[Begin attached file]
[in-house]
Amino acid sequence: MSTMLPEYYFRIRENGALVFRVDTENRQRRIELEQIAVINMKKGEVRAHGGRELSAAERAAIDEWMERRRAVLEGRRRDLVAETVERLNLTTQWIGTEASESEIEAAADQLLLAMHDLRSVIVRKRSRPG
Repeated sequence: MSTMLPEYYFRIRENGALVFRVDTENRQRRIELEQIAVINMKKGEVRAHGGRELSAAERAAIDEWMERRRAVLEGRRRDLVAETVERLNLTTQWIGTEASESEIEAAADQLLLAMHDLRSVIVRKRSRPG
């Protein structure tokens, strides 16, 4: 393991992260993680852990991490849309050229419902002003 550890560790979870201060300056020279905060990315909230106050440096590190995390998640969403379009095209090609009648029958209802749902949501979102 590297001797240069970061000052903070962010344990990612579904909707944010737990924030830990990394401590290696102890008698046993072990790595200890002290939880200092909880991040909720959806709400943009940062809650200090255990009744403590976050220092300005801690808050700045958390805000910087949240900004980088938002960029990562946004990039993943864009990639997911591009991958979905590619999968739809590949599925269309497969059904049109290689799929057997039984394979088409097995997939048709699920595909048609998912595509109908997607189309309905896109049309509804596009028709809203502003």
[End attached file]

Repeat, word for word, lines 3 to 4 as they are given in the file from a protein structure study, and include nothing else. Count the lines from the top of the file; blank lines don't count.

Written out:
Repeated sequence: MSTMLPEYYFRIRENGALVFRVDTENRQRRIELEQIAVINMKKGEVRAHGGRELSAAERAAIDEWMERRRAVLEGRRRDLVAETVERLNLTTQWIGTEASESEIEAAADQLLLAMHDLRSVIVRKRSRPG
């Protein structure tokens, strides 16, 4: 393991992260993680852990991490849309050229419902002003 550890560790979870201060300056020279905060990315909230106050440096590190995390998640969403379009095209090609009648029958209802749902949501979102 590297001797240069970061000052903070962010344990990612579904909707944010737990924030830990990394401590290696102890008698046993072990790595200890002290939880200092909880991040909720959806709400943009940062809650200090255990009744403590976050220092300005801690808050700045958390805000910087949240900004980088938002960029990562946004990039993943864009990639997911591009991958979905590619999968739809590949599925269309497969059904049109290689799929057997039984394979088409097995997939048709699920595909048609998912595509109908997607189309309905896109049309509804596009028709809203502003």